Summer Credits Earned: United States

Percentage of U.S. community college students who completed summer credits within six years, by demographic and enrollment characteristics

What Is Measured?

Percentage of students who completed any summer credits after six years

Who Is Counted?

First-time college students who first enrolled in U.S. community colleges in the 2003-04 academic year as of spring 2009

What It Tells Us

More than two-fifths of U.S. community college students completed summer credits within six years. Nearly half of women (49 percent) completed summer credits, compared with just 38 percent of men, and students who attended exclusively full time were more likely to complete summer credits than students who attended exclusively part time (45 percent vs. 26 percent). Likewise, students who took developmental education courses were more likely to complete summer credits than students who never took developmental education courses (47 percent vs. 40 percent).

Why It's Important

Taking classes in the summer expedites students' progress to degree attainment or transfer. Summer enrollment contributes to faster credit accumulation and reflects students' commitment to academic achievement. In the research, taking summer classes is often associated with higher completion rates.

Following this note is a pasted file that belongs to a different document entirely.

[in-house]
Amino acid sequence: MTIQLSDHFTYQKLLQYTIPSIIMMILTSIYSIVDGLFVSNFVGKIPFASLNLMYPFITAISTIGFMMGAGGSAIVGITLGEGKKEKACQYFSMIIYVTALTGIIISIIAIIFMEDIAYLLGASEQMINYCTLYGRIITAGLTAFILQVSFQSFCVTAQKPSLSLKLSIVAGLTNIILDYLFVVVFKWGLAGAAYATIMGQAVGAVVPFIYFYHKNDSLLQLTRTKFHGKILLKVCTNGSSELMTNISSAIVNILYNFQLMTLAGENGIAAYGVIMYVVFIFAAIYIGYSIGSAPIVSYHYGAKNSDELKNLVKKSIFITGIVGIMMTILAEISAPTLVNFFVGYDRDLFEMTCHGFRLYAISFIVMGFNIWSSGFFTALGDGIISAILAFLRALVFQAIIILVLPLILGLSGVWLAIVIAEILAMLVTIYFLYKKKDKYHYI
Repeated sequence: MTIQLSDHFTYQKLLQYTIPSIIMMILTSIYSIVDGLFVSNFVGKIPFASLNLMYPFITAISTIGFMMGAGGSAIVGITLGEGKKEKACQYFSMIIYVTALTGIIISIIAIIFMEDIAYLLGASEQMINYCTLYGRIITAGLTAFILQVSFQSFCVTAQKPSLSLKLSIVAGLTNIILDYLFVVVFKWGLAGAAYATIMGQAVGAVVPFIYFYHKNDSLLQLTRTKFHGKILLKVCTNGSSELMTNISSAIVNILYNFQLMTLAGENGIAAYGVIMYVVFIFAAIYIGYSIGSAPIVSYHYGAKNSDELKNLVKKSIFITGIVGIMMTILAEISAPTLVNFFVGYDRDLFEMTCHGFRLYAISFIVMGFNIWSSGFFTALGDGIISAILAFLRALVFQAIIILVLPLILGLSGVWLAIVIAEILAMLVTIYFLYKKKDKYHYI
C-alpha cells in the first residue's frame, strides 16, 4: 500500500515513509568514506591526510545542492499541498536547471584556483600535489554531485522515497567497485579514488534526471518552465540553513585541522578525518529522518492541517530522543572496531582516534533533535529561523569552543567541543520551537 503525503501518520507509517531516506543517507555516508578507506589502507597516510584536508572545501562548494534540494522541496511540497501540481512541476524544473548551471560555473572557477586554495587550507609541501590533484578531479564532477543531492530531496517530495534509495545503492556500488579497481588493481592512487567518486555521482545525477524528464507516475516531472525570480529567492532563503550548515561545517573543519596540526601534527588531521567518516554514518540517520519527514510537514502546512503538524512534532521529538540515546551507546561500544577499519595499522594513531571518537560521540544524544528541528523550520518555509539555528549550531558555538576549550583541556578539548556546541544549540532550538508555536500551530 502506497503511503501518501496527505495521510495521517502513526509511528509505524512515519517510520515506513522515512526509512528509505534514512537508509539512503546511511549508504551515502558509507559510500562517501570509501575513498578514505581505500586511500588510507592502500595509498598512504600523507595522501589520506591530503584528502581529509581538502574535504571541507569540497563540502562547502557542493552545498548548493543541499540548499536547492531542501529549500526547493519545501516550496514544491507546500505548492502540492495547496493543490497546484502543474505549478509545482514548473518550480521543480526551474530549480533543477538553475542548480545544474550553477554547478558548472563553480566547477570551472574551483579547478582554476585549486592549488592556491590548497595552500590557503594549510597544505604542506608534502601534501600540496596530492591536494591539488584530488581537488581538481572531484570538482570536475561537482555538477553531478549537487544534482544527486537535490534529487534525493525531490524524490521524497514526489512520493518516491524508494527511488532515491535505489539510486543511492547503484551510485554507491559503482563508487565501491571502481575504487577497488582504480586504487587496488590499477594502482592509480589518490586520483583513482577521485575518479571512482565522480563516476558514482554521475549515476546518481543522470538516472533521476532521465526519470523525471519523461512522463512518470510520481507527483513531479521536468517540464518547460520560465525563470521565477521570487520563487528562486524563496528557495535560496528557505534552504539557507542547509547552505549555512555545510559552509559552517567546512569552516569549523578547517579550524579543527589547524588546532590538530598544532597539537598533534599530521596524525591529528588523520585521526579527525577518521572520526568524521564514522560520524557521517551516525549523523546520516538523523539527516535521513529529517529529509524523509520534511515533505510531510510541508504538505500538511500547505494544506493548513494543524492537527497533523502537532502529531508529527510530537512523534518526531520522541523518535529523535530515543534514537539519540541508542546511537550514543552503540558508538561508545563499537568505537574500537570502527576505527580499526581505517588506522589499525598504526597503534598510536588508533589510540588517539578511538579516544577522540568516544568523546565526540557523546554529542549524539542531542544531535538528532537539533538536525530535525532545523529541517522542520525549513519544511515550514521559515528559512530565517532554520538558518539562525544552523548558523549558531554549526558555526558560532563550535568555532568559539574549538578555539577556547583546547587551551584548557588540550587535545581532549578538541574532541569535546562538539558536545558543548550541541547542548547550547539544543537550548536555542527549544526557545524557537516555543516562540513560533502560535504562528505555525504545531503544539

About the Data

Summer terms: defined as any term that started in May, June, July, or August and ended in June, July, or August.

Credits: were normalized by placing hours or credit units received for a course on a common scale so that credit units can be compared across students and institutions.

Race/ethnicity: Other includes Native American, Native Hawaiian or other Pacific Islander, and individuals who indicated Other or Two or more races. Race categories exclude Hispanic/Latino origin unless specified.

Income percentile rank: calculated separately for dependent and independent students and then combined. Each ranking thus compares the respondent only to other respondents of the same dependency status. Uses parents' income if respondent is dependent and uses respondent's own income if respondent is independent.

Social sciences and humanities: includes cultural and gender studies; visual and performing arts; English language and literature; family and consumer sciences; philosophy, theology, and religious studies; psychology; social sciences and history; and liberal arts, general studies, and humanities.

STEM: includes agricultural and natural resource studies; biological and biomedical sciences; computer and information sciences and support; engineering; mathematics and statistics; physical sciences; science technologies and technicians; and engineering technologies and related fields.

Full-time/part-time enrollment: indicates student's cumulative enrollment through 2009. Full-time is defined as 12 or more credit hours per semester.

Data Source

U.S. Department of Education, National Center for Education Statistics, 2003-04 Beginning Postsecondary Students Longitudinal Study, Second Follow-up (BPS:04/09) Postsecondary Education Transcript Study (PETS:09).